FSU TAILGATING GLOWS WITH FRESH SEAFOOD AND CULINARY ADVENTURE
“You know that it would be untrue
You know that I would be a liar
If I was to say to you
Girl, we couldn’t get much higher
Come on baby, light my fire.”
By Doc Lawrence
TALLAHASSEE, FL—The genesis of The Doors, rock music’s legendary band, could be here on FSU’s campus. Harold Pinter’s play, “Betrayal,” starring Daniel Craig (a/k/a James Bond) and directed by Mike Nichols is playing to sold out audiences on Broadway. In 1963, another Pinter play, “The Dumb Waiter,” was performed on the stage at Florida State’s Conradi Theater. One cast member was Jim Morrison, a student here who left North Florida for LA and started a musical wall of fire with The Doors.
While Jim Morrison was at FSU, Coach Bill Peterson launched another firestorm with a pro-style offense, built around Fred Belitnikoff and Steve Tensi that literally revolutionized college football. Since the days of Morrison and Peterson, FSU has continued to lead in the arts with renowned drama and music departments and an entertaining football team that, combined with local restaurants, the arts opportunities here and access to natural wonders makes a visit to Florida’s capital city memorable.
2013 looks like a special football season and a perfect time to introduce some advanced tailgating along with the attractions of the area. With the Gulf of Mexico just south of Tallahassee, tailgating showcases seafood and local fresh farm products. Tallahassee, a short drive to Thomasville in Georgia has the good fortune to have restaurants galore, with many on par with some of the best in much larger cities like Jacksonville, Atlanta and Orlando.
There are special foods in the area, as Deep South as any place along the Gulf Coast, and if you have the nose of a truffle hound, you can uncover influences that harken to the early Spanish settlers almost 500years ago, some French settlers along with Native American and African American food and cooking traditions. More than one chef told me long ago that the great Southern staple Hush Puppies originated here. If you want red snapper, grouper, fresh shrimp, oysters, catfish, quail, smoked mullet dip (which is very delicious), the feast before kickoff at Doak Campbell Stadium is the place to roam.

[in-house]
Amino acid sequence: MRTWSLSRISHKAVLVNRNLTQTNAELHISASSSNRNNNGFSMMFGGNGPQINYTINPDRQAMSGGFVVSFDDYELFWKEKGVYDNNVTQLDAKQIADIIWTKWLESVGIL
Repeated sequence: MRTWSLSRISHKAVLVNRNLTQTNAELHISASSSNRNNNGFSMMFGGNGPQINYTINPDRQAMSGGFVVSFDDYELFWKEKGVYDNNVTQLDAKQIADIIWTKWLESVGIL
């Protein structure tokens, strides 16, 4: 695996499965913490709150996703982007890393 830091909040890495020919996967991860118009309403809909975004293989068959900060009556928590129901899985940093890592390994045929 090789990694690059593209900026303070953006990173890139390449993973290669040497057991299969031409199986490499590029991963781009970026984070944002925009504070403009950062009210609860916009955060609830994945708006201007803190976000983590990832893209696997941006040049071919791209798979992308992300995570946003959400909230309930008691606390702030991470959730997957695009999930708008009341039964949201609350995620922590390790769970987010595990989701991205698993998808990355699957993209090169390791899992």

Cypress Restaurant is owned by Tallahassee natives David and Elizabeth Gwynn and opened for business in April of 2000. David graduated from The Culinary Institute of America. David went on to work with superstar chef Dean Fearing at The Mansion on Turtle Creek in Dallas after graduation.
|Cypress Restaurant's Elizabeth and David Gwynn|
Avenue Eat and Drink just around the corner from the Stat
e Capitol remains a top place for gourmet food and fine wines. Backroads Bistro, across the street from Cyprus, is soaring in popularity, a testament to its roots along the coast of the Big Bend area.
Whether a time to celebrate or just the end of the week, the Bradfordville Blues Club really rocks with big name blues performers like the incomparable EG Kight. A visit here and you can almost hear Jim Morrison singing a Doors classice, “Roadhouse Blues.”
Just beyond the city limits is Jan Bradley Parker's wonderful country store where the sausage is homemade and the grits superior to any I’ve had in the country. It helps when everything is up close and personal and more than one tailgater was serving meats from Bradley’s.
Memories abound here. The late Jim Crews, longtime Atlanta resident and very active alum was a ferocious tailgater and booster. On a given gameday Saturday, Tom Nelson might be serving his acclaimed smoked salmon and on this particular day, Lee Corso, ESPN’s delightful co-host of "GameDay" is all over the place. Bruce Jones, Chef Lara Lyn Carter’s dad, is an FSU graduate in the same class as actor Bburt Reynolds and her scallops recipe is dedicated to him. Note that a bottle of Plantagenet Riesling from Western Australia pairs wonderfully this magnificent dish.
Scallops in Whiskey Cream Sauce
Chef Lara Lyn Carter
6 slices of Benton’s bacon
1 sweet onion chopped
2 tbsp. butter
1 clove garlic minced
1 tbsp. flour
1 cup heavy cream
2 tbsp. Jack Daniel’s Whiskey
1 lb. scallops
1 lb. cooked linguine
Chop bacon into one inch pieces and cook in a large skillet over medium-high heat until done. Remove bacon from the skillet and drain on paper towels. Cook the onion in the bacon drippings until tender. Reduce the heat to medium and add butter and garlic to skillet cooking for one minute. Whisk in the flour and cook for one more minute. Add cream and Jack Daniel’s stirring until well blended. Add scallops to cream mixture and continue cooking for 5 to 7 minutes until the scallops are cooked through. Serve the sauce over linguine and sprinkle bacon over top.
Enjoy even more of North Florida: